Determinants of poverty reduction potential of land in rural Vietnam

Tài liệu Determinants of poverty reduction potential of land in rural Vietnam: NATIONAL ECONOMICS UNIVERSITY INSTITUTE OF SOCIAL STUDIES HA NOI THE HAGUE DETERMINANTS OF POVERTY REDUCTION POTENTIAL OF LAND IN RURAL VIETNAM A THESIS PRESENTED BY HA CHI HAI In Partial Fulfillment of the Requirements for Obtaining the Degree of MASTER OF ARTS IN ECONOMICS OF DEVELOPMENT SUPERVISOR Assoc.Prof. Dr. NGUYEN QUANG DONG HANOI - 2007 ACKNOWLEDGEMENT In completing my thesis, I have been received considerable and kind support from many people, to whom I would like to give... Ebook Determinants of poverty reduction potential of land in rural Vietnam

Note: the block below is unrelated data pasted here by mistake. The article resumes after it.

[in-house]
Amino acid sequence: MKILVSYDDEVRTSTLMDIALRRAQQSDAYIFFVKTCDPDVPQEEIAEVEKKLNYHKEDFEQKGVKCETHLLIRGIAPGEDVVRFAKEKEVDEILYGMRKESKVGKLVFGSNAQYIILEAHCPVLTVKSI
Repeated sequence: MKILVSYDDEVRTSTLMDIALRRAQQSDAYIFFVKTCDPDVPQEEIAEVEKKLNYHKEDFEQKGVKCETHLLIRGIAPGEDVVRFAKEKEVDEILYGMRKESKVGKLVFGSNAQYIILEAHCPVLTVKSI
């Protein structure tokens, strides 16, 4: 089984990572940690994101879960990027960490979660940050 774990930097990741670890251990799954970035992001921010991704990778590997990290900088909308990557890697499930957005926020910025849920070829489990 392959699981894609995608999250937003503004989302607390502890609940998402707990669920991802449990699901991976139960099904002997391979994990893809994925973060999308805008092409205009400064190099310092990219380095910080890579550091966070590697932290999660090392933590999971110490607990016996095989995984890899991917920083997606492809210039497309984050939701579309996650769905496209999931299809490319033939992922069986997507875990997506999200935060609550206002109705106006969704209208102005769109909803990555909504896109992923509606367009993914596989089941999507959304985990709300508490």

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my special thanks. First of all, I would like to express my special thanks to Assoc. Prof. Dr. Nguyen Quang Dong, for his valuable time reading my drafts and giving me helpful guidance, support and suggestions. I am grateful to Prof. Dr. Sc. Vu Thieu for his lectures on research methodology and econometric. I also would like to thank all the teachers and the staff in the Vietnam – Netherlands Master Project who have given my classmates and me their enthusiasm, kindness and effective help during our course. Finally, I am deeply indebted to my family, MDE classmates for their spiritual encouragement throughout the preparation and development of this thesis. Without their heartfelt love and support, the thesis would have been made impossible. HA CHI HAI November 2007 ABSTRACT This thesis examines the role of land as an instrument of poverty reduction, combine with conditions under which access to land in Vietnam rural. The thesis employs parametric methods and data from Vietnam Living Standard Survey 2002. The results show that marginal welfare value of land is quite high. An increase of 1 hectare will increase annually income by 2,700,000 VND a year, but there is a wide range of difference in return to land among regions. Education is an important factor contributes to household welfare, a marginal increase in the household head’s education level raises welfare by 2,498 thousand VND/year if the head finished primary level and reach up to 14,929 thousands if the heads have education attainment from vocational program, colleague and university or higher. In addition, the marginal welfare value of land depend importantly other conditions under which land is used by households such as household and local characteristics TABLE OF CONTENTS ACKNOWLEDGEMENT i ABSTACT ii LIST OF TABLES iii LIST OF ABBRIVIATIONS v CHAPTER I 1 INTRODUCTION 1 1.1 Research topic 1 1.2 Research objectives, scope and focus of the study 2 1.3 Research questions 2 1.4 Methodology 2 1.5 Data 3 1.6 Structure of the thesis 3 CHAPTER II METHODOLOGICAL FRAMEWORK 4 I. Theoretical framework 4 II. Econometric specification of the welfare equation 6 III. Literature review 7 CHAPTER III OVERVIEW OF LAND ALLOCATION IN VIETNAM’ AGRARIAN TRANSITION AND POVERTY 10 I. OVERVIEW OF LAND ALLOCATION IN VIETNAM’ AGRARIAN TRANSITION 10 1.1  Land reform in Vietnam 10 1.2  The process of land allocation 14 1.3  Land use in Vietnam 15 II. POVERTY IN VIETNAM 17 2.1.  Overall Poverty in Vietnam 17 2.2 Dimensions of poverty in Vietnam 17 2.3 Summary of characteristics of poverty in Vietnam 20 CHAPTER IV ESTIMATION RESULTS OF HOUSEHOLD WELFARE 22 I. DATA 22 II. DESCRIPTION OF VARIABLES 23 1. Dependent variable 23 2. Explanatory variables 23 III.ESTIMATION RESULTS: The household welfare generating potential of land 25 SUMMARY OF FINDINGS 29 CHAPTER V CONCLUSION AND POLICY IMPLICATIONS 30 I. CONCLUSION 30 II. POLICY IMPLICATIONS 30 III. SUGGESTION FOR FURTHER STUDY 31 REFERENCES 32 APPENDICES 35 LIST OF TABLES Table 1 - Major annual crops grown in Vietnam, 1995-2000 16 Table 2: Indicators of poverty in Vietnam 1990-2002 17 Table 3: Spatial dimensions of poverty and inequality in Vietnam 18 Table 4: Ethnic and gender dimensions of poverty in Vietnam 19 Table 5: Socio-characteristics of Vietnam’s poverty profile 20 Table 6: Number of household by region 22 Table 7 - Estimation of the welfare household index 27 LIST OF ABBREVIATIONS CH Central Highland CPI Consumers’ Price Index GSO General Statistics Office of Vietnam MKD Mekong Delta NCC North Central Coast NE North East NW North West OLS Ordinary Least Square RRD Red River Delta SCC South Central Coast SE State-Owned Enterprises VLSS 2002 Vietnam Living Standards Survey in 2002 VND Vietnamese Dong WB World Bank CHAPTER I INTRODUCTION 1.1 Research topic The role of land in economic theory is extensively documented. Originally, land used by agriculture was the main motivation for an economic treatment of land. Prominent effort of classical economist was to established relation between land, labor and capital and its contribution to economic growth. Later, land use did not occupy an important position in neoclassical core economic theory, they considered it as a production factor of relatively little importance. Land as the principal source of wealth in classical economics lost its central role in neoclassical economics (Klaus; Jeroen, 2002). In reality, land in agricultural production still plays a key role both in term of household wealth and mean of poverty reduction. Access to land has for many years advocated as one of the potentially most effective approaches to rural poverty alleviation (Warriner, 1969; Thiesenheusen, 1989; Bingswanger et al., 1995). Therefore land reforms in developing countries aimed to give the poor opportunity to help them go out of poverty status. It was not far away from favoring low income people, pro-poor policy in Vietnam has extensively and dramatically performed land reform over renovation process (Doi Moi) since 1986. Vietnam started to transform its rural sector from collectivized agricultural production to a system based on households’ initiative, a move that culminated in the passage of the 1988 Land Law. A new law was enacted in July 1993 to deal with factors such as threats of administrative reallocation, short duration of use rights, lack of transferability and the inability to use land as collateral. Studies have shown that this led to significant increases in overall rural productivity, although pre-existing differences between North and South were not eliminated (Pingali and Xuan 1992, Tran 1998), other study suggest that land allocation responded positively but slowly to the inefficiencies of the administrative allocation (Ravallion, M; Walle, D.V.D). We see that there is, however, a remarkable absence of solid empirical evidence measuring the potential of land in reducing poverty in Vietnam, particularly carefully taking into account the specific conditions under which land is used by beneficiaries, when we well know that these conditions are key determinants of success or failure. Aim to analyze further these effective factors basically and systemically, the topic “Determinants of poverty reduction potential of land in Vietnam rural” will be employed for my thesis. 1.2 Research objectives, scope and focus of the study This thesis will examine determinants of poverty reduction potential of land in Vietnam rural from Vietnam Living Standards Survey in 2002 (VLSS 2002). In the thesis, I will focus on exploring the relationship between income and agricultural land endowment of household where household mainly generate income from agricultural land and taking into account the specific conditions under which land is used by beneficiaries. The study focuses on four main works. Firstly, it is to introduce a general framework. Secondly, it is to provide a overview of agricultural land and poverty in Vietnam. Thirdly, it is to estimate household welfare equation, which include without and with correcting selectivity bias,. Finally, the study provides policy implications to agricultural land. 1.3 Research questions The thesis is to address main question: Which determinants cause heterogeneity in marginal returns to land for households endowed with agricultural land in Vietnam? Sub-questions include: Does marginal return to land endowed by household increase by area of agricututal land? Are there any differences in welfare of household by regions? Are there any differences in welfare of household by household characteristics, by which ways? Are there any differences in welfare of household by education? 1.4 Methodology The study reviews theoretical frameworks and relevant researches of the research topic. The research questions will be addressed by the quantitative method. Based on theoretical framework, household welfare equation is estimated, including selectivity correction. In addition, statistical and descriptive analyses are used as well. 1.5 Data This study is based on the data from the Vietnam Living Standards Survey 2002 (VLSS 2002) which conducted by World Bank (WB) and the General Statistic Office (GSO) of Vietnam. The survey provides detailed information about employment, income, education, and demographic characteristics of household members. 1.6 Structure of the thesis The thesis is divided into five chapters: Chapter 1: Introduction Chapter 2: Introduces theoretical considerations, methodological framework, and a brief of relevant literatures on returns to agricultural land. Chapter 3: Provides an overview agricultural land and poverty in Vietnam.. Chapter 4: Presents estimation results of household welfare equations. Chapter 5: Summarizes main findings and provides policy implications based on the results CHAPTER II METHODOLOGICAL FRAMEWORK This chapter introduces a economic framework for welfare equation. This chapter has three sections. Section one gives a review of economic theory for welfare equation. Section two introduces welfare equation. Section three is literature review. Theoretical framework: In this section we derive the specification of our income equation from a agrarian household production model. We consider a situation of multiple market imperfections to investigate how these distortions affect the economic return to land. The theoretical framework borrows from the work of Carter and Mesbah (1993) and it assumes three important frictions: 1) Land transactions are ignored and access to land is treated as exogenous, 2) households face the possibility of off-farm unemployment, and 3) access to credit increases with land size. Under these assumptions, consider a household that generates income by cultivating agricultural land, in addition to possibly supplying labor at an exogenously determined market wage, w. The household is endowed with T hectares of land and hours of labor per year that are employed in on-farm agricultural work (Lf) and/or off-farm activities (Ls). The household cultivates a single crop using X units of input purchased at a per unit market price of q. The crop can be sold at an exogenous market price p. Let F(Lf,X,T;z) be the production function, where z represents the set of household and contextual characteristics that affect the return on productive assets. Let Ω(Ls) denotes the number of days employed as a function of labor supplied, Ls, where Ω’>0, Ω”. Let Ґ(T) denotes the amount of working capital available at an interest rate i to a household with land endowment, T. The cost of production, qX, must be financed by the sum of initial wealth K, wage income wΩ(Ls), and available capital Ґ (T). Formally, the household chooses time allocation and purchased inputs to maximize its income: max pF(Lf, X, T;z) – qX + wΩ(Ls) – i(qX - K - wΩ(Ls)) Subject to Lf + Ls qX wΩ(Ls) + Ґ(T) Ls, Lf (1) Assuming an interior solution for the labor allocation, the first-order conditions of this maximization problem can be written: pFL = w(1 + I + λ)Ω’ pFx = q(1 + i + λ) λ(K + w Ω(Ls) + Ґ(T) – qX = 0; λ 0; K + wΩ(Ls) + Ґ(T) – qX 0 (2) So that we have maximum in Y with optimal value of Lf*, Ls*, X* Y = pF(Lf*, X*, T;z) – q(1 + i)X* + w(1 + i)Ω(Ls*) + iK = Λ(p,q,i,w,, K,T,z) (3) The income equation is a function of prices, household’s endowment of productive assets, and any characteristic that affects the return to these assets. We can differentiate Eq. (3) to see how an increase in landholdings affects household income, = pFT + (pFL – w(1 + i) Ω’) + (pFx – q(1 + i)) = pFT + λw Ω’ + λq (4) If capital markets are perfect (λ =0), then the terms in parentheses are identically equal to zero and the marginal value of land is simply the value of its marginal product, i.e., dY/dT = pFT. Moreover, if households face the same opportunity costs of labor and inputs, and we assume constant returns to scale, then the marginal return to land is constant for all land endowments. Conversely, with imperfections in labor and credit markets, the terms in parentheses are positive. An increase in landholding has both a direct and an indirect effect on income. In addition to directly increasing production, more land affects the distortions in the allocation of production inputs. As the land endowment increases, labor allocated to the farm increases, the under-employment rate Ω decreases, and the marginal productivity of labor Ω’ increases. On the other hand, as the land endowment increases, the credit constraint may either tighten or loosen (k can increase or decrease) depending on the relative increase in credit availability Γ(T) and on the demand for inputs. For instance, in poor rural areas characterized by thin labor markets, an increase in household land will increase the marginal product value of household labor and reduce the difference between its shadow wage and the market wage. If, as Eswaran and Kotwal (1986) suggest, larger farms have better access to credit, then an increase in landholding will increase the use of variable inputs and reduce the distortion in the input markets as well. With market distortions, we consequently expect the marginal value of land to vary with the land endowment, and quite possibly in a nonlinear manner. Econometric specification of the welfare equation This section outlines the semi-parametric procedure for estimating the relationship between income and land endowments. Our production model implies that any characteristic that affects the return to the productive assets of the household should influence the household’s income. This list includes household demographics, constraints on factor use, as well as village and regional factors that capture employment opportunities and market integration. Applied in this paper, semiparameter procedure will be mentioned. According to this procedure, it still control for other factors that determine household income one side, in another hand, it allows us relax the functional form on land. Inheriting Thorsnes and McMillen, (1998), we estimate a model of the following form: yi = β’xi + g(zi) + εi (5) where x of dimension n × k is the set of control and z of dimension n × l is the hosehold’s land endowment. The variable y proxies some measure od household welfare. Constant term is denote by α, and β is a k×l vector of parameters of interest. i = 1, . . . , n. The function g(·) is assumed to be smooth and continuous. The error terms, εi, are assumed to be independent, but they may be heteroskedastic and do not have to have zero mean. I use standard parametric approach, where g(zi) is the linear function δ’zi. In a parametric approach, the vector of coefficients, δ, is most easily estimated by regressing y on x and z. Identical estimates are obtained from a three-stage procedure. In the first stage, regress y and each of the K variables in the vector x on z, and form the predicted values y^ and x^k. Next, regress y − y^ on the vector of residuals x*k = xk − x^k to estimate β. In the third step, estimate δ by regressing y − β^’x on z. Intuitively, the first step purges y and x of the effects of z, and the second stage estimates the independent effect of x on y. The third stage estimates the effect of z on the dependent variable after the effects of z have been removed. Literature review In recent years, programs of access to land have returned high on the agenda of poverty reducing strategies pursued by governments, NGOs, and international development agencies (Deininger and Feder, 2002). Measuring the poverty reducing value of land and the conditions F. Finan et al. / Journal of Development Economics 77 (2005) 27–51 28 for successful use of this instrument has thus become all the more urgent. One of influential paper conducted by Frederico Finan, Elisabeth Sadoulet, Alain de Janvry (2002) on measuring poverty reduction potential of land in rural Mexico. Results show that a small amount of land can create large income gains as it permits to mobilize family labor affected by labor market failures. In general, land has a high but decreasing marginal return for endowments of less than 3 ha and a constant return for land sizes larger than 3 ha. Additionally, the marginal welfare value of land depends crucially on both the complementary assets (such as education) and the contextual settings (such as infrastructure) of the poor, prohibiting any absolute statement about the poverty reduction value of land. They also found that ethnicity is an important negative social asset as the marginal value of land for non-indigenous households is on average twice as high as it is for indigenous households. When complementary assets and a favorable context are in place, access to even a small amount of land can help households escape poverty. The paper thus helps establish the complex set of conditions under which land can be a valuable poverty-reducing instrument. Ramo´n Lo´pez and Alberto Valde´s (2002) in the paper of “Fighting Rural Poverty in Latin America: New Evidence of the Effects of Education, Demographics, and Access to Land” in their paper with data collected from 4 countries in Latin American including El Salvador, Paraguay and Honduras have found that marginal productivity of land is higher for small farmers than for large farmers. They found that the hypothesis that farm production elasticities are equal among small and large farmers could not be rejected in any of the countries where this analysis was performed (Paraguay, Honduras, and El Salvador). Combined with the fact that yields are larger for small farmers than for large farmers, and they have conclusion that marginal productivity of land is higher for small farmers than larger farmers. Stefano Paternostro, Jean Razafindravonona, David Stifel, 2001, expressed in the work “Changes in Poverty in Madagascar: 1993-1999” have took advantage of a rich set of three nationally representative household surveys conducted by the Malagasy national statistical office (INSTAT), to examine changes in poverty in Madagascar from 1993 to 1997. The result of estimation of returns to agricultural land holdings (entered as a categorical variable to allow for non-linearities) showed that: first, except for household with extremely small holdings of less than 0.1 hectares per capita, household consumption increases for those who own land. Ceteris paribus, the landless – the left-out group – no longer have consumption levels that are statistically greater than small holders (except for the extremely small holders in 1999). As such, once keep control for other determinants of consumption, the pattern of poverty among land holders observed in which landless have lower rates of poverty than other small-holders, breaks down. Second, returns to landholdings increase with the size of the plots owned, though the positive effects on consumption are only significantly different from zero for those households with 0.2 or more hectares of land per capita (48 percent and 63 percent of all rural households in 1993 and 1999, respectively). Finally, the returns to land holdings decreased from 1993 to 1999 for those households with less than 0.4 hectares per capita, and increase for those with more land. Jean Claude Randrianarisoa (2001) in the paper of “Agricultural Production, Agricultural Land and Rural Poverty in Madagascar” using a production function analysis with flexible marginal returns, how agricultural production activities and returns to agricultural production factors differ by poverty level in the case of Madagascar., with the dataset of the IFPRI/FOFIFA surveying 200 communities in 1997 in the Fianarantsoa, Mahajanga, and the Vakinankaratra Region, Madagascar. The results show that on average, poorer households show low labor productivity while returns to a unit of extra land for them are larger than reacher. Accessing to primary education is relatively more beneficial for poorer agricultural households while additional secondary education has no effect on agricultural productivity. Returns to agricultural inputs are significantly higher for poorer agricultural households. Regarding to Vietnam, land reform has draw much attention from both Vietnamese and Foreign economists, findings pointed out that Vietnam has made considerable progress in agricultural production during time of Doi Moi. In the late 1980s, Vietnam abandoned socialist agriculture. The central government gave local authorities the power to allocate the agricultural land that had been farmed collectively to individual households. De-collectivization was implemented in 1993 by a new land law that introduced official land titles and permitted land transactions for the first time since communist rule began. Land remained the property of the state, but usage rights were extended (typically from 15 to 20 years for annual crop-land) and could (for the first time) be legally transferred and exchanged, mortgaged and inherited (Cuc and Sikor, 1998). Dominique van de Walle and Dileni Gunewardena (2001) in the paper of “Sources of ethnic inequality in Viet Nam” have regressed the log of per capita expenditures for the household in minority or majority group living in communes, against household characteristics and geographic effects We limit our sample to the 2720 rural households sampled in what we loosely call northern Viet Nam, comprising provinces in the Northern Uplands, North Coast, Red River, the Central Coast and the Central Highlands. The last is usually considered part of South Viet Nam but since it is a mountainous, border area with a historically high concentration of minority population we include it in the analysis. Households of Chinese origin tend to be relatively well-off in Viet Nam. In term of returns to land the author find that the marginal returns to aggregate land are higher for the ethnic minority groups, especially controlling for where they live. The author noted that the differences in the gains to levels of consumption will be lower than the plotted proportionate gains since the minority group is poorer. However, the gains in levels are still larger than for the majority group given that the proportionate difference in returns to land with fixed . effects is so much larger than the proportionate difference in consumption. Kazushi TAKAHASHI with the work of “Sources of Regional Income Disparity in Rural Vietnam: Oaxaca-Blinder Decomposition” had used Standards Survey (VLSS) 1993 and 1998, which covered 4800 and 6000 households, respectively and the author found that return to land are positive and significant for all regions in the both periods. Returns to land can be observed in the Northern Upland compared with the Red River Delta. An increase in 1000 m2 annual cropland, for example, increased about 8% average living standards in the Red River Delta, while it raised about 7% in the Northern Upland in 1993. While the magnitude of impacts increased to 10% in the Red River Delta in 1998, but declined to 4% in the Northern Upland. In the paper, the author also compared the estimated coefficients of almost all land categories in the Red River Delta are higher than those of the Mekong Delta. For instance, a 1000 m2 rise in annual cropland in the Mekong Delta leads to 7% and 6% increments to consumption expenditure in 1993 and 1998, respectively. The impacts of the former were close to the Red River Delta, but those of the latter were smaller than the Red River Delta by 4 percentage points. CHAPTER III OVERVIEW OF LAND ALLOCATION IN VIETNAM’ AGRARIAN TRANSITION AND POVERTY OVERVIEW OF LAND ALLOCATION IN VIETNAM’ AGRARIAN TRANSITION Land reform in Vietnam In December 1986 at the Sixth National Congress the government of Vietnam introduced a wide-ranging set of reforms known as “doi moi” (renewal or innovation). Combined with these reforms, the 1993 Land Law (and revisions of 1998), which followed the 1988 “Resolution 10”, formalized the farm household as the main unit of agricultural production and provided for the allocation of land use rights to households. These land use rights give households farm decision-making rights related to the purchase and use of inputs, the sale of outputs, and to some extent the use of land. Under the 1993 Land Law these land use rights can be transferred, exchanged, leased, inherited, and mortgaged. Land reforms that grant land use rights to individual households and encourage the equitable distribution and efficient use of land are considered to be “indispensable for rural development, for the mobilization of human resources, and for increased production for the alleviation of poverty” (FAO, 1979: cited in de Janvry, 1984, p. 263). Vietnam has undergone more than 15 years of reform following the Doi Moi resolutions in 1986. The economy is sustaining strong economic growth and generally speaking the country is considered more ‘open’ and market oriented (East Asia Analytical Unit, 1997; United Nations, 1999). In line with the process of economic development, resources have shifted from agriculture to other sectors. In 1981 about 53 percent of GDP came from agriculture, whereas in 2000 it was around 25 percent. In recent years, however, the rate of economic growth has slackened from rates in the mid-1990s (following the reforms) of around 8 to 9 percent, to real figures in 1998 and 1999 of around 4 to 6 percent (East Asia Analytical Unit, 1997; United Nations, 2000). Real growth in GDP was higher than expected in 2000 at 6.7 percent (UNDP, 2000) and forecasts for 2001 and 2002 are around 4.8 to 5.5 percent (The World Bank, 2001). Although lower than in earlier periods, the forecast growth in GDP is still the second highest behind China among the region’s large economies. Employment share for the agricultural sector remains high. Between 1993 and 1998 it has only fallen from 71 to 66 percent (The World Bank in Vietnam, 2000). Land and other economic reforms were successful in stimulating agricultural production to the extent that Vietnam moved from being a rice importer to the world’s second largest rice exporter. The production of commercial and industrial crops increased significantly and export markets have been developed for coffee, cashew, pepper and aquaculture products. However, significant challenges for agriculture still remain. The combined real growth rate of agriculture, forestry and fisheries declined from 4.4 percent in 1996 to 3.5 percent in 1998, and preliminary figures suggest that growth will be 4.0 percent in 2000. (The World Bank in Vietnam, 2002). The World Bank in Vietnam (2000, p. viii) considers that: “With some of the easy gains from the transition to a market economy now exhausted, Vietnam must focus on improving both the productivity of its existing cropland and providing opportunities for rural workers to diversify into other sectors (such as livestock and non-farm enterprises).” For this increase in productivity and diversification to be possible, there appeared to be consensus in the late 1990s among international donor agencies that reforms needed to be “re-invigorated” (The World Bank in Vietnam, 1998). Although a land use rights market is emerging in Vietnam in response to the reforms that have given a degree of security and tenure to land holdings, it is still constrained for various reasons. Additionally, the flexibility of land use is still constrained, particularly the conversion of paddy areas (that have traditionally grown, and are often still required to grow, rice) to other crops. As Vietnam participates into the world market and reduces trade barriers in line with ASEAN Free Trade Area (AFTA) and WTO requirements, farmers are becoming increasingly vulnerable to falling incomes because of lower prices for their produce on world markets, and a lack of flexibility to change enterprises will condemn many to increased poverty. A brief overview of recent land reforms in Vietnam Kerkvliet (2000, p. 1) writes “it is hard to think of a more politically controversial resource in Vietnam during the 20th century than farm land”. Conflicts over land policy (access to, and the ownership and use of land) have been integral to the period of French colonial rule, the conflict with America and the policies of the Communist Party government after re-unification of Vietnam in 1975. After a period of collectivization of agricultural land lasting from the late 1950s to the late 1970s, there was an official policy shift in 1981 when the party's Central Committee introduced a “product contract” system. This “Contract 100”, as it was known, authorized cooperatives to assign parcels of land to individual households on an annual basis and contract directly with these households to undertake the planting, care and harvesting of rice and other crops. The harvested product, however, still mostly belonged to the cooperative. This “product contract” system was the pre-cursor to future more far reaching reforms that would consolidate the agricultural household as the primary unit of agricultural production by allocating land use rights to households, and lead to a period of sustained agricultural growth. Further pressure for economic reforms in the 1980s resulted in the doi moi resolutions of 1986. Kerkvliet (1995, p.411) writes that the objective was to "radically deal with a number of mistakes in agriculture accumulated over the years," which included the "forced advance to big-scale cooperatives, lack of encouragement to family economy, (and) inadequate attention paid to (the) private economy”. The 1988 “Resolution 10” gave households greater “production rights” (including the right to sell their farm products) and began the process of land allocation on a more permanent basis. The 1993 Land Law granted farmers increased security of tenure over the land ._.